Sh: I think sibling relationships are interesting and I don’t really see them explored a lot in film, like on a deeper level, and I hope I can reach that with this film. I have two little brothers. They’re five and six years younger than me, but I feel so close to them without even having to really see them or hear from them for months. With most of my friends, I have to keep up with them a lot. And even my parents. But with my brothers, I notice that it’s a different sort of understanding and love. But also there is a disconnect there when you’re male and female siblings. It’s harder to relate, and I’m hoping maybe once they’re a little bit older I’ll be able to relate to them more. But at this point it’s a little interesting. I’m trying to incorporate a little bit more of the emotions I have with my brothers because, although this film has serious subject matter, I want to incorporate some levity, some humor, some brother-sister joking around.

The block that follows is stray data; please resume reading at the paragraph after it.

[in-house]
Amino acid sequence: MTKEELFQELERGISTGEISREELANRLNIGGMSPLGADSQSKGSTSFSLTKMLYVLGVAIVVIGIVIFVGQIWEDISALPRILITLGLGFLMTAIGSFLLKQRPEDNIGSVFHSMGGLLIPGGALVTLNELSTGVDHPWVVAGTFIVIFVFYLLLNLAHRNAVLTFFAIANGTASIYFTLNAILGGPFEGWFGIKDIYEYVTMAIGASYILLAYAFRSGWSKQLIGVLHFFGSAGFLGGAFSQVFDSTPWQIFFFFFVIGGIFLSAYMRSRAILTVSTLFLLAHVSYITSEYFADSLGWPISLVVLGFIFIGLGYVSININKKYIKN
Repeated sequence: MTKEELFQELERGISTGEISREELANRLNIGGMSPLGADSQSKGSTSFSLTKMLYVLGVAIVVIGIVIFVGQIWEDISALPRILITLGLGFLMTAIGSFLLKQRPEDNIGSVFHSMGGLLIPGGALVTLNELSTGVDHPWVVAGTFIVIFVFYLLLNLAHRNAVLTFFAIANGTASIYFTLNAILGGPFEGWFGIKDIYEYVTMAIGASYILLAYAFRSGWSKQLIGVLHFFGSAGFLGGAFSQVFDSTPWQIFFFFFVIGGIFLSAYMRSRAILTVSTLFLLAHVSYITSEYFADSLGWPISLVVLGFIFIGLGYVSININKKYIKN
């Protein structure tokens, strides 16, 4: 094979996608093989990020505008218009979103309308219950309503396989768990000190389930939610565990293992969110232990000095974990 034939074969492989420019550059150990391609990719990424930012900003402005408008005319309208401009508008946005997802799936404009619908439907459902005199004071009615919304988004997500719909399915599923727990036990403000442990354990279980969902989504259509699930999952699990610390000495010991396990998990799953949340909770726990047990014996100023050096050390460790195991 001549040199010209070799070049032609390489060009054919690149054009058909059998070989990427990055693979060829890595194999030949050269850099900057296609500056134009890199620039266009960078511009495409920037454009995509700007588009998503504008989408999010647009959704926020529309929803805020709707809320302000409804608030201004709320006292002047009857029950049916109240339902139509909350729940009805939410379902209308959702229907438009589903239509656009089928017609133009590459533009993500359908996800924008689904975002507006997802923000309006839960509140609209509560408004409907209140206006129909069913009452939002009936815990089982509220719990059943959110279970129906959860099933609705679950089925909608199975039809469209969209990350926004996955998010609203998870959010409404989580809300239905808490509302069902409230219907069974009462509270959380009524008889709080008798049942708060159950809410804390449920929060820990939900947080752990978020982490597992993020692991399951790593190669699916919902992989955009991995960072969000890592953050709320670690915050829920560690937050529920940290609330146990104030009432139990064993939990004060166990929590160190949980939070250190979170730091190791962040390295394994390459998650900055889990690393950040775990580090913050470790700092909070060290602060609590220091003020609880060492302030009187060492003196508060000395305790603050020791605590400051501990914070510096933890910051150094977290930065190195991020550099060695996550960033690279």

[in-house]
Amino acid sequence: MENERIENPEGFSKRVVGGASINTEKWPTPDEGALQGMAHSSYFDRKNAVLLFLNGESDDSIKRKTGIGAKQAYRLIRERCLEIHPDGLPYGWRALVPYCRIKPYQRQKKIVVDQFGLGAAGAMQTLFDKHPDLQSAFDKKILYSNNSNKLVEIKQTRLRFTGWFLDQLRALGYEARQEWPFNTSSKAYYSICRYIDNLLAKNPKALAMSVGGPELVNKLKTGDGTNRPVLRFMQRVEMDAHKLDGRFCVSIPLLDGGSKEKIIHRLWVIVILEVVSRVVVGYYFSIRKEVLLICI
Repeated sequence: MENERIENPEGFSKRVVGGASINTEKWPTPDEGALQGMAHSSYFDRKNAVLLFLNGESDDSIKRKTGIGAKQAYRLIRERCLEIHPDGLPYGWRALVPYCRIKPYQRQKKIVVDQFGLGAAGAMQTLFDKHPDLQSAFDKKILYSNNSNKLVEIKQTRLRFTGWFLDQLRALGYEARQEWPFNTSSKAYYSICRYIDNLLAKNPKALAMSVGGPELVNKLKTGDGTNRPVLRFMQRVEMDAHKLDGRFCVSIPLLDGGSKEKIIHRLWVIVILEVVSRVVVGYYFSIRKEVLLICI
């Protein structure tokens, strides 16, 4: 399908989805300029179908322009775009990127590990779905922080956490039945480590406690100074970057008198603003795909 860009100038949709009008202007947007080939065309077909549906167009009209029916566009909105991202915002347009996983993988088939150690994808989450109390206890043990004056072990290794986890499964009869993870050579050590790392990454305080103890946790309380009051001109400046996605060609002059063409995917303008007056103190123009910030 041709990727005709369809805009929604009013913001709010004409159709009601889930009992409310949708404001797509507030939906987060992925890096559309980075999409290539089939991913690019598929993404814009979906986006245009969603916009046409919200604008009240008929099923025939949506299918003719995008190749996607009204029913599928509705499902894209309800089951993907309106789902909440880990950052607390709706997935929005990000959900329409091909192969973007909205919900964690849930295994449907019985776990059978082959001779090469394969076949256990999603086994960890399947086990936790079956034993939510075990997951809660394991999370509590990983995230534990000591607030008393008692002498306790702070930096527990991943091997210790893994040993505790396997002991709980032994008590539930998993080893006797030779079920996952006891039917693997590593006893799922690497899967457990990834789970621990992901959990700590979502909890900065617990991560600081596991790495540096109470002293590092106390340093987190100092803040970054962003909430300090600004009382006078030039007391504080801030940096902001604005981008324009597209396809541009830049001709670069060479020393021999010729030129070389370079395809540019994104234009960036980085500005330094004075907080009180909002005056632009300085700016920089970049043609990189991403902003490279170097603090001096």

S: You talked about representation of minorities. Were you worried about writing a film about another culture?
Sh: A lot of people say that you can only do a film if you’re writing what you know and doing what you know, but I think that there are certain cases where you can do research and you can really get to know a community that maybe you’re not aware of. And as long as you do the research and you’re giving adequate representation in the film then I think it’s ok to do that film. I’m just trying to do something that’s a little bit more representative of this area of Texas—the Hispanic and Latino community in Austin itself is beautiful. I’m just trying to do more justice to them.
S: You’re doing this film in Spanish even though you’re not fluent. Why?
Sh: I never really see foreign language films in general being produced by students—it can be daunting, but I think that we need a little bit more representation coming out of UT filmmaking.